Best Ribs

brnthumbinflAugust 29, 2002

It's too bad the majority of postings here are about grills. Better we should be comparing recipes that would be great on any grill. Or we could be like the cooking site and wrap the ribs in foil and cook in the oven. Yuck!

Who makes the best ribs?

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Well I do, of course! ;^D


    Bookmark   August 29, 2002 at 4:37PM
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Very Deep, Beano...

Gas, charcoal or smoker?


Wet or Dry?

fess up

    Bookmark   August 29, 2002 at 4:41PM
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Let's get to sharing some good recipes. Last year I got the beer can chicken off the site and have enjoyed it. Summer's almost over ... who has some good recipes???

    Bookmark   August 29, 2002 at 7:09PM
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All I know how to cook on the grill is carne asada.
I like to buy the carne that is already prepared with onions, peppers and lemon juice etc.
I make pico de gallo and make tacos out of it.It is real delicious.
I would love some new recipes for the grill.It is too hot to stay inside the kitchen cooking.I would rather be outside cooking on the grill with a cold beer in my hand,but unfortunatly I don't know what else to cook besides the carne asada and chicken.

    Bookmark   August 30, 2002 at 1:58PM
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Hey brnthumbinfl don't be nasty about the cooking forum. Not everyone on the cooking forum wraps their ribs in foil, nor do they preboil before grilling, another no no. LOL
There are a number of very talented cooks on the cooking/recipe forums. Maybe you should join us there sometime.

I like to use a dry rub, either a Greek and a Cajun. For Greek, my favorite, I rub baby back ribs with fresh minced garlic and lots of oregano, salt and pepper. About one hour before grilling I squeeze fresh lemon juice over the ribs. For Cajun style, rub with garlic, cayenne pepper, salt and pepper. Heat grill to medium to medium high, (depending on your grill you might have to heat to high) and place ribs on and grill until nicely coloured. Move over to the off side of the grill and turn the temp to medium high or high on the on side. Cook ribs over indirect heat until tender.

On my grill it takes approximately 45 minutes for tender cooked ribs.


    Bookmark   August 30, 2002 at 4:35PM
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Desire, you may have to translate for this anglo. What is carne? If you can cook it on a grill, I've cooked it! I own 2 gas grills, 2 Webers and a smoker. If you're spanish, I have a great pork roast recipe where you coat the roast with a brown sugar and rum mix, than wrap it in banana peels. I'll have to send it to you.

    Bookmark   August 30, 2002 at 4:36PM
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Ann T - got tired of them crowing about their "fall off the bone" bbq ribs, that never saw the grill. I think I suggested they all have a McRib sandwitch. Good BBQ makes the entire neighborhood smell good!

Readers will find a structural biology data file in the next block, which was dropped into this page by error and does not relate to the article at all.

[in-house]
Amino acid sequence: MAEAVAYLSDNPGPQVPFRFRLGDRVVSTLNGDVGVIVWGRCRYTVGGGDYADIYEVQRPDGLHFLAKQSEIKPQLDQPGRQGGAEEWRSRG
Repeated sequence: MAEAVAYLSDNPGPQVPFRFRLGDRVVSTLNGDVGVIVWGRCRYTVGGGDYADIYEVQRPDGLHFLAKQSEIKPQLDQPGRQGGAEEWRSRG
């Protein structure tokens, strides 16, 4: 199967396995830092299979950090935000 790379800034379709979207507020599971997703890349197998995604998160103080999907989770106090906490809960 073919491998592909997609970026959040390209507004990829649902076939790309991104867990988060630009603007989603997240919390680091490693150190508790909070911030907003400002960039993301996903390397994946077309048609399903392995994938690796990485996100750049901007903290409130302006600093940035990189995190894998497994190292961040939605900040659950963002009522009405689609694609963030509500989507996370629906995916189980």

Actually I enjoy the "inside cooking" sites. I bought a couple pressure cookers and have a crock pot, so I enjoy trying meats that way. Just don't try and convince me oven cooked meat is BBQ.

I like dry ribs. Will have to try your Greek style.

    Bookmark   August 30, 2002 at 4:44PM
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You won't get an argument out of me on that one. I fully agree with you.


    Bookmark   August 30, 2002 at 4:59PM
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I'm serious. I make the best ribs in the least, I think so! As long as you like what you make, isn't that all that matters? :)

I'm from the middle of the country. I prefer K.C. style over baby back. Since the K.C. cut comes from the bottom half of the rib cage it gets more exercise than the baby back upper half, plus it has more fat on it. Because of this I believe the meat has a lot more flavor. The meat is not quite as tender as bb's but I don't mind. I like the chewier texture of the K.C. cut, and if you know your stuff you can still get it to fall off the bone and melt in your mouth. The K.C. cut takes longer to cook than the bb's but that doesn't bother me a bit. To me, good ribs approach a form of art; and you just can't rush good art!

For years I used a Brinkman smoker, then I bought a 22" Weber silver. I find the Weber a much better tool for the job. I use only Kingsford charcoal and soaked hickory chunks. I think using a dry rub is essential. I usually make my own with salt, sugar, paprika, cayenne, black pepper, thyme, maybe some oregano or other herbs based on what I'm in the mood for. A lot depends on what kind of sauce I plan to use. The rub flavor must compliment the sauce otherwise you'll get some really funky tasting ribs. Once the rub has had a chance to take(4-6 hours), I smoke and dry roast the ribs in the Weber for 11/2 to 2 hours. In the meantime I whip up my sauce. Usually I start with a locally made, tomato based hickory sauce to which I add honey, Tabasco, brown sugar, a little oil, and some of the same herbs I used in the rub. Other times I'll make a fruit based sauce with apricot or plum jelly, vinegar, water, salt, pepper, Tabasco, brown sugar, plus whatever herbs I'm wanting(thyme, oregano, marjoram, sometimes even mint or Chinese five spice).

Once the ribs are done to perfection, I take them off the grill and onto foil. I brush them with sauce, seal the foil, and place into a low(200) oven for 1/2 an hour or so, then remove from oven and let rest for 10-20 minutes before opening the foil and serving. Then I spend the next several hours in heaven...


    Bookmark   August 30, 2002 at 5:50PM
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I am sorry, Carne is meat in spanish.I am just use to referring to the BBQ meat as carne asada.
I use Ranchera style meat,(forgive if there is another name for it or not). I just go to my neighborhood mexican market and ask for a few pounds of carne ranchera ya preparada,I believe the "preparada" parts means marinaded,or to put the marinade in the bag along with the meat.